The Singapore private home market prices are rising by the fifth straight quarter; however, at a slower pace which is burning out the speculations regarding another major property curb in the coming future.
There was an estimated rise of 0.9% from the previous quarter to June, and it is followed by an increase of 3.3% during the first quarter with a 2.1% rise during the fourth quarter of the previous year. The year-by-year rise can be estimated to be around 7.3%.
Note that the Urban Redevelopment Authority released its flash estimates recently on 1st July, and it shows that prices of top landed properties rose by 0.8% during the second quarter as compared to 6.7% in the last quarter. If we talk about the non-landed properties, they enjoyed an estimated rise of 2.5% during the first quarter; however, the recent rise is only 0.9%.
This slow growth in the prices of both landed and non-landed homes in Singapore along with the delayed new launches in the market, damped the overall growth during the second quarter. During the first quarter, there were almost 3493 new-landed homes sold during the first quarter; however, the count fell to 2617 units during the second quarter.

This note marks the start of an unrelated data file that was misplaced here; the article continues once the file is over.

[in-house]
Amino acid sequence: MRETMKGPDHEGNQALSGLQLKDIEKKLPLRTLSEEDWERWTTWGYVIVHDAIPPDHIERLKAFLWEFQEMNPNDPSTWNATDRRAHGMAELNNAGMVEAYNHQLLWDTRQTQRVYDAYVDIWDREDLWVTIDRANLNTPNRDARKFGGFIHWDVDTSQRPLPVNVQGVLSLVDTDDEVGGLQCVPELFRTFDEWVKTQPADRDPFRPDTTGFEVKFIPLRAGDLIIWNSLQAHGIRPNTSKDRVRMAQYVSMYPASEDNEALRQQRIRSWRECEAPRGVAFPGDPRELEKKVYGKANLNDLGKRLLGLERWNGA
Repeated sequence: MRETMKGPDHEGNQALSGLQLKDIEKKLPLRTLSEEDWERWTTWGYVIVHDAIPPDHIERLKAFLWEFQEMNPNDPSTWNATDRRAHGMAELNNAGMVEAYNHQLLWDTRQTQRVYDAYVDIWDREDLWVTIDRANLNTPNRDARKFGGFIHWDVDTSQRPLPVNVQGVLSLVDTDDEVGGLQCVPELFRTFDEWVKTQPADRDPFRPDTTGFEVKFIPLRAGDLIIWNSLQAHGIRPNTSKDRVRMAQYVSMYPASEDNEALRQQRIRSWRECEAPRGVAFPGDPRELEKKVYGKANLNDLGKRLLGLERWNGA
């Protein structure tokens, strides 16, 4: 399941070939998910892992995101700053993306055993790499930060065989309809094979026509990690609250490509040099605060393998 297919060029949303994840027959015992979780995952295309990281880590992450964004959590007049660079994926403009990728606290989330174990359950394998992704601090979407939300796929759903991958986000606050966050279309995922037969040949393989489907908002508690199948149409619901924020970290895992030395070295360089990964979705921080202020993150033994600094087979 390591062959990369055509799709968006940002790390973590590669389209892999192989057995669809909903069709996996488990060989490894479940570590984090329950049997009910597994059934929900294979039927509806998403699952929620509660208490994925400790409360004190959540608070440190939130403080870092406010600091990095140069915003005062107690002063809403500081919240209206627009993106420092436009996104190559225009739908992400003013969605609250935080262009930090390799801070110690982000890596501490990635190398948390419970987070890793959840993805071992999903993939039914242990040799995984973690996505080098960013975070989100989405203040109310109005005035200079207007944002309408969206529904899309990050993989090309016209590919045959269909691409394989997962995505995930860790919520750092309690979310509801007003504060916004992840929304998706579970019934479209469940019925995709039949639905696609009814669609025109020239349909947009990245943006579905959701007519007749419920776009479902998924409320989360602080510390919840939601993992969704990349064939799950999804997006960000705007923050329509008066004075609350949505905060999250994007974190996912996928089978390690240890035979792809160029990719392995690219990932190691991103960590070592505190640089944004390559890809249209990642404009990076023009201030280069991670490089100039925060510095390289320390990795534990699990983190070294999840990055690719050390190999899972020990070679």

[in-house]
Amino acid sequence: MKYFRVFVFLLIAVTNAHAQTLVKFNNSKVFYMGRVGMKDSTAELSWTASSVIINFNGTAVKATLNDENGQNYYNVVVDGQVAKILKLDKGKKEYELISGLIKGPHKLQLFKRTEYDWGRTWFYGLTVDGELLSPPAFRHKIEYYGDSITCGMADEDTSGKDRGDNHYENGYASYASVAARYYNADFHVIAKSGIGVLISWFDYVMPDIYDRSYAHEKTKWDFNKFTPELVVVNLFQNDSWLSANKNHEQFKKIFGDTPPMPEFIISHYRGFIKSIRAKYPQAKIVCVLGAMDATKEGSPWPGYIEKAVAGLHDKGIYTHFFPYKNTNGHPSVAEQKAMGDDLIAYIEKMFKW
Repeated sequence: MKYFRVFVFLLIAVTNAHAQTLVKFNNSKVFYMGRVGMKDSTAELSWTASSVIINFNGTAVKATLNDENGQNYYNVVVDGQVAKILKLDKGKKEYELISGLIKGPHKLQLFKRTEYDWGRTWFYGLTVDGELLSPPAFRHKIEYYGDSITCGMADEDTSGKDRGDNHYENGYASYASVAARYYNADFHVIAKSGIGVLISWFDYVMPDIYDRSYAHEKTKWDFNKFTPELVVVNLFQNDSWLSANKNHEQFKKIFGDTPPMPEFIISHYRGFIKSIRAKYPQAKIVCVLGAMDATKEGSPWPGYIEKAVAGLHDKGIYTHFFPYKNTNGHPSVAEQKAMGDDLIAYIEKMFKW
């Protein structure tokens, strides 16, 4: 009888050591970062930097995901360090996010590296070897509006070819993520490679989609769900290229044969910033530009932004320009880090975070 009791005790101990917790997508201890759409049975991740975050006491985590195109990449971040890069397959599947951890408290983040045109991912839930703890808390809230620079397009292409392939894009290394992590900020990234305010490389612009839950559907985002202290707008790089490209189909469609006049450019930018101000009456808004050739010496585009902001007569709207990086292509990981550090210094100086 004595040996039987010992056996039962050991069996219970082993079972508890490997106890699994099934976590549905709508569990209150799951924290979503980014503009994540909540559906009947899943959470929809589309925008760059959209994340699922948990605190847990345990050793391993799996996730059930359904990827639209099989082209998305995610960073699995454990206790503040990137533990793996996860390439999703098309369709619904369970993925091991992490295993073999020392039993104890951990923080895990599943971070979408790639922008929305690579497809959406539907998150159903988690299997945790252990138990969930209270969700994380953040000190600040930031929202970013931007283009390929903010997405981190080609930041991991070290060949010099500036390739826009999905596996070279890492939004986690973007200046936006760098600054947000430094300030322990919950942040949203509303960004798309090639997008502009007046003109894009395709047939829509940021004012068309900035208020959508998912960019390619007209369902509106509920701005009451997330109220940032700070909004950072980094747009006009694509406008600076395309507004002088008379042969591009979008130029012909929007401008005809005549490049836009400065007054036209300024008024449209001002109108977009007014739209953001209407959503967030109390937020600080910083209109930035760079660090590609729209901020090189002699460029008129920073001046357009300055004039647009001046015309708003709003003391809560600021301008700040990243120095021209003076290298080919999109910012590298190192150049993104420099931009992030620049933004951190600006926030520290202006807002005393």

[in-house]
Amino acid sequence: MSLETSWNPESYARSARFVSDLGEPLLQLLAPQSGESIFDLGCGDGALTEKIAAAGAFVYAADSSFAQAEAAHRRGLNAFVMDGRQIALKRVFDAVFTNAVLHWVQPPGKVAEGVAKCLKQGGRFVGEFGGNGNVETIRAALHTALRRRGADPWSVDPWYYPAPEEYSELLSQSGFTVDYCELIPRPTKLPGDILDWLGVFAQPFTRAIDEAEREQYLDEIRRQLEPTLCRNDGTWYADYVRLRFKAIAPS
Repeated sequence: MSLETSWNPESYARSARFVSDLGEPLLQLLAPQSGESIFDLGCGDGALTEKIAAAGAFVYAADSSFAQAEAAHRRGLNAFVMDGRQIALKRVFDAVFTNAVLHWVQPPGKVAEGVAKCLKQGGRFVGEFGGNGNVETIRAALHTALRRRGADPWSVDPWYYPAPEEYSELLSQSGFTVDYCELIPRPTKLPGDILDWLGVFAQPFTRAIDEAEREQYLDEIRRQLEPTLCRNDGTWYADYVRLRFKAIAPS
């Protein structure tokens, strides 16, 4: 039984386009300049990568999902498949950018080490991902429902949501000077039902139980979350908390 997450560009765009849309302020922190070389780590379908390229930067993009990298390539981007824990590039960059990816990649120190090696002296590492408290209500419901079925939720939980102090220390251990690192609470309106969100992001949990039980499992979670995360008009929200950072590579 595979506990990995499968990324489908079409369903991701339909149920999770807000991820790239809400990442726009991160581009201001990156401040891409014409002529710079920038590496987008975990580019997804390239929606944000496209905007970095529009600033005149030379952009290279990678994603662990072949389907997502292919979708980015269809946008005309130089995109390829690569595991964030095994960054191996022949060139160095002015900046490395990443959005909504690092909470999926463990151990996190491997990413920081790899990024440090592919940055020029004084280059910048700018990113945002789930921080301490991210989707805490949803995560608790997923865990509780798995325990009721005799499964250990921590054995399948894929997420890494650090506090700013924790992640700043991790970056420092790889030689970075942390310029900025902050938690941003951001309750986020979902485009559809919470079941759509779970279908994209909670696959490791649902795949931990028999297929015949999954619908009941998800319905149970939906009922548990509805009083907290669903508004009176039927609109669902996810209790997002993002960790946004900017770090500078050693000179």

The expert observations also reveal that the dampening in the market may also be influenced by the rising interest rates as it leads to some cooling effect on housing prices and demands. It is said that United States Federal Reserve may increase the interest rates by 2022 due to some major concerns related to inflation, and it will trigger other banks also to do the same.
The director at the Monetary Authority of Singapore recently revealed that the organization is highly vigilant to the risk associated with the sustained rise in housing prices in comparison to the income trends. The prolonged divergence in this field may lead to an undesirable kind of housing affordability perspective.
It is noticed that the market recovery ranging from the second quarter of the previous year to the second quarter of this year is very gradual as compared to the uptrend seen between 3rd quarter of the year 2017 to 3rd quarter of the year 2018 that caused a considerable jump of prices by 9.6% over the cooling measures of July 2018. This is why the risk of new cooling measures for the current quarter appears low; however, it cannot be eliminated completely.
In the suburban areas and outside the central region, the new home supply is observed to be leanest, and it resulted in a 1.8% rise in the price of non-landed homes. However, this price rise was least significant for the remaining central region and city fringe with a mark of 0.3%, especially when compared to the 6.1% jump of the previous quarter. If we talk about the prime districts, prices rose by 0.6% only. The resale homes make up a higher proportion of real estate transactions for the previous quarter, and the overall price index also went down just because of the lower price tags.
For more information, take a look at the webpage below.